Giving law students the opportunity to advocate for clients is an essential part of the law school experience. When those clients are some of their state’s most vulnerable residents, the experience can be even more rewarding.

Third-year law students at the University of Nebraska College of Law have the opportunity to serve as guardians ad litem (GAL) for children in Nebraska’s child welfare system. The Children’s Justice Clinic (CJC) is a partnership between the College of Law and Nebraska’s Center on Children, Families, and the Law.

Since the year-long clinic began in September 2017, students have been appointed on 41 cases, representing 88 Nebraska children.

“Advocating for very young children presents a unique challenge that requires a special skill set,” said Judge Roger Heideman, presiding juvenile court judge for the Separate Juvenile Court of Lancaster County, Nebraska.

The CJC is a unique opportunity for law students which includes:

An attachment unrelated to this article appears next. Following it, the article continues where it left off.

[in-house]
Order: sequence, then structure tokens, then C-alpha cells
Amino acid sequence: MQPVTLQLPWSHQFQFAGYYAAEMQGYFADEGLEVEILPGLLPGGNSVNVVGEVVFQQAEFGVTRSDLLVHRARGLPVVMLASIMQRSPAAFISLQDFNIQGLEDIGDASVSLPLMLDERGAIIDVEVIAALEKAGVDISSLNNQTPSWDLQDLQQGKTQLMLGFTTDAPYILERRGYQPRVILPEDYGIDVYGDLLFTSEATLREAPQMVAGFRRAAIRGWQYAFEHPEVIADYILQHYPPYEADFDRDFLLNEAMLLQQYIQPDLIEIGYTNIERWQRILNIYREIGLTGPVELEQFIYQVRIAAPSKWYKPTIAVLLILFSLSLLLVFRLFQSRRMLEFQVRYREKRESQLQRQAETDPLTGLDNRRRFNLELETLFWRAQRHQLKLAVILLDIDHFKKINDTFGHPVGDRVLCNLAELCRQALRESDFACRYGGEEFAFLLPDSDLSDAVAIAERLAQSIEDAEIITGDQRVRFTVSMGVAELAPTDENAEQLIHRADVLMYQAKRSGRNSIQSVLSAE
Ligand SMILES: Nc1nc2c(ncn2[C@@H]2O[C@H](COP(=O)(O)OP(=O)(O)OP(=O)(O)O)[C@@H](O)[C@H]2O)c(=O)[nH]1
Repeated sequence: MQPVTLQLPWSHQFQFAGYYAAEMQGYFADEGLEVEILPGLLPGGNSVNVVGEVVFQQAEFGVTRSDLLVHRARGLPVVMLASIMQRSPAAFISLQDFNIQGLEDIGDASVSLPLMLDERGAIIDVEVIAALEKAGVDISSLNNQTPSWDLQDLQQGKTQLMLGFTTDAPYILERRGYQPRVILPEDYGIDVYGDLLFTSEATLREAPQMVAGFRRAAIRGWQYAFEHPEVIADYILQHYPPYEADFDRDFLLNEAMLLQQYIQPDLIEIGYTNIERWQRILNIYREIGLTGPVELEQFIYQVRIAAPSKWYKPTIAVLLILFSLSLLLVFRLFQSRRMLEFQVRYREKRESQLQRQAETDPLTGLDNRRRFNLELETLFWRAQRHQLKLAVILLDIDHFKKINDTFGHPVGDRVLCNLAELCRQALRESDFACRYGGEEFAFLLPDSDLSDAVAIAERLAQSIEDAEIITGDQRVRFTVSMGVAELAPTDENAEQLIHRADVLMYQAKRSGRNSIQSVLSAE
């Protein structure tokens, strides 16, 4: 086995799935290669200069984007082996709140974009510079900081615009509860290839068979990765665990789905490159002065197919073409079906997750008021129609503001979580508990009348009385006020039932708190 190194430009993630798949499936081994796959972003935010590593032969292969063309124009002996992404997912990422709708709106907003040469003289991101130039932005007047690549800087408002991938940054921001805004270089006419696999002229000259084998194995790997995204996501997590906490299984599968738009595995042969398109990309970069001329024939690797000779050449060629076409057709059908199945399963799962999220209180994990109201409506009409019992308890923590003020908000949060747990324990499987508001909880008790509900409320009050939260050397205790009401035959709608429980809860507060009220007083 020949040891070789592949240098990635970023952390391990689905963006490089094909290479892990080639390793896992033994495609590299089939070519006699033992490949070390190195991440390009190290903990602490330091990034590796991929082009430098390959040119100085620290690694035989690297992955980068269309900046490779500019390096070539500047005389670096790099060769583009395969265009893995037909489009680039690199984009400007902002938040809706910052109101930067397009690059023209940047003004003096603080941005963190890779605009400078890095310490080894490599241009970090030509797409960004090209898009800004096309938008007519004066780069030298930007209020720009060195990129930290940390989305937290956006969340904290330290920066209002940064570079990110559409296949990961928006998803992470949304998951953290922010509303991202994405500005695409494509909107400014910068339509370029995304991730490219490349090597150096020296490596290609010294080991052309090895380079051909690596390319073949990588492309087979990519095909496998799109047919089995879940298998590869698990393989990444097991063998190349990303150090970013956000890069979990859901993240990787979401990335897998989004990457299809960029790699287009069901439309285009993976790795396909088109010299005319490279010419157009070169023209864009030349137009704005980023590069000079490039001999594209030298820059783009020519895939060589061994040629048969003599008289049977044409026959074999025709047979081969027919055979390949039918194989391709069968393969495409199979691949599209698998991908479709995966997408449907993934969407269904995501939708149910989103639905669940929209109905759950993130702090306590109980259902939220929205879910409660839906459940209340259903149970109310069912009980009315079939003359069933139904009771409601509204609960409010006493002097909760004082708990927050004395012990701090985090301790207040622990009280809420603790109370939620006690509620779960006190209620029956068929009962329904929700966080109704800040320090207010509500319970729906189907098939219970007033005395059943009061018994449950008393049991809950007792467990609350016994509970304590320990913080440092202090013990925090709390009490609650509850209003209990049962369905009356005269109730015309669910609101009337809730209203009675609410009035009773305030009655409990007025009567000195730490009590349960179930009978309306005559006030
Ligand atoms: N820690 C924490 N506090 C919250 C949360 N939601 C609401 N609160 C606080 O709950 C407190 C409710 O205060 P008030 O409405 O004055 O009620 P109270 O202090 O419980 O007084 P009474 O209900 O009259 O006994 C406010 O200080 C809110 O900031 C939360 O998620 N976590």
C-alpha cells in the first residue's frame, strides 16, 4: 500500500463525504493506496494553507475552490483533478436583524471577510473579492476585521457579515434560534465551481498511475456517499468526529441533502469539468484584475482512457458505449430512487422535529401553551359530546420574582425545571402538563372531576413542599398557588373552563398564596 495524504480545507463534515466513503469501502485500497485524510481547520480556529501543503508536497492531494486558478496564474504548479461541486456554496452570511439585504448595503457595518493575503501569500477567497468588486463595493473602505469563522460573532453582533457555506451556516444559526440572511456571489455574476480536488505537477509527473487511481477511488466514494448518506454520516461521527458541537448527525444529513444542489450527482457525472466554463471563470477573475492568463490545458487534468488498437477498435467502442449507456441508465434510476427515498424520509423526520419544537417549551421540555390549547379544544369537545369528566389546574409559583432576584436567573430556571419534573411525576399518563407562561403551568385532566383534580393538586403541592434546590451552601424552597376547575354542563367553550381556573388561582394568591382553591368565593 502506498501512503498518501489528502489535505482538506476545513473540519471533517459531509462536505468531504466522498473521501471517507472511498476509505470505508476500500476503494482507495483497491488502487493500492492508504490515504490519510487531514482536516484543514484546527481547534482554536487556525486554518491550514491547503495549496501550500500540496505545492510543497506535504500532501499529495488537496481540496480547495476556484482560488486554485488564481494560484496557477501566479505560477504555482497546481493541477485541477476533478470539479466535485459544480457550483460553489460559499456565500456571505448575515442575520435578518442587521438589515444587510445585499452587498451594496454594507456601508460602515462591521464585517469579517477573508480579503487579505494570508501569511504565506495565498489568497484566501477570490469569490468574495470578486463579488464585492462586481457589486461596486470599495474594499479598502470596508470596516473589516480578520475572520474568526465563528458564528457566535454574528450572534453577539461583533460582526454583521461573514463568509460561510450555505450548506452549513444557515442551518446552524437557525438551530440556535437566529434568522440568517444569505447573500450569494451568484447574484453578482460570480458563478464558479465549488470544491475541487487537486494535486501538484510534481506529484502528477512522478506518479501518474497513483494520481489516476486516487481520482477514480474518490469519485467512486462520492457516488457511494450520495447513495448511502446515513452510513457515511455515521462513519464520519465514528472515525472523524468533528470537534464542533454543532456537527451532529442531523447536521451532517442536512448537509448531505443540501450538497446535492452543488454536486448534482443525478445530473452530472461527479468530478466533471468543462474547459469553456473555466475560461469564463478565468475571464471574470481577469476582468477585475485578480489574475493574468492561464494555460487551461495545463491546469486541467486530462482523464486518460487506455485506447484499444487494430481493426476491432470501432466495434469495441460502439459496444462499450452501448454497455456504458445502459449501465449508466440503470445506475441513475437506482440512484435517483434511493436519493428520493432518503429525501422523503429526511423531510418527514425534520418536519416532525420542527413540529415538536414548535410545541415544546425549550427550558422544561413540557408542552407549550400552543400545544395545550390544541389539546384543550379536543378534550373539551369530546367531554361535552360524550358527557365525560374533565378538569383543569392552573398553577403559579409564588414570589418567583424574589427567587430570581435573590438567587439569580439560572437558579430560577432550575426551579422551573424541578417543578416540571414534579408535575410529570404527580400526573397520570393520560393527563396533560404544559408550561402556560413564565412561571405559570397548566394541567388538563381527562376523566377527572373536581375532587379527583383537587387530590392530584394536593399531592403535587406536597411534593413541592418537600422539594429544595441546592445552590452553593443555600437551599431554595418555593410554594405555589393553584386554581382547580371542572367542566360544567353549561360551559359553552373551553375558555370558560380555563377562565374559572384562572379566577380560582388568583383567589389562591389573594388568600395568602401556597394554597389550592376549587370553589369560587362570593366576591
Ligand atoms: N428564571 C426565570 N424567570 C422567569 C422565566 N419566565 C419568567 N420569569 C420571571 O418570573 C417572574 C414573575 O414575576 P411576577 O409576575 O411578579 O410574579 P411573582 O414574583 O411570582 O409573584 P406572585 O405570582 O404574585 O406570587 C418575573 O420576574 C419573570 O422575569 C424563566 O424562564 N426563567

• Guardian ad litem foundations – an intensive classroom component that students take prior to representing clients. Students learn the foundations of child representation, including courtrooms skills, federal and state child welfare laws, the child welfare process, child development, and trauma in young children.
  • Weekly seminars – each seminar is developed to enhance and complement the knowledge and skills that students learned in the foundations course. Topics include such areas as drug and substance abuse, domestic violence, and human trafficking.
  • Case consultations – the clinic director and the multidisciplinary team of psychologists, social workers, and child welfare practitioners from the Center on Children, Families, and the Law meet weekly with students to advise on cases.
  • Reflective consultation – a licensed mental health practitioner and the clinic director help equip students for handling the emotional challenges of their cases.

“Being part of the CJC has expanded my law school education in a way I could have never imagined,” said Rachel Kunz, a third-year law student and current CJC student attorney. “I feel confident going into the courtroom or family team meetings to advocate for my clients and make their voices heard throughout the process. Being a part of this clinic makes me excited for my future as a lawyer.”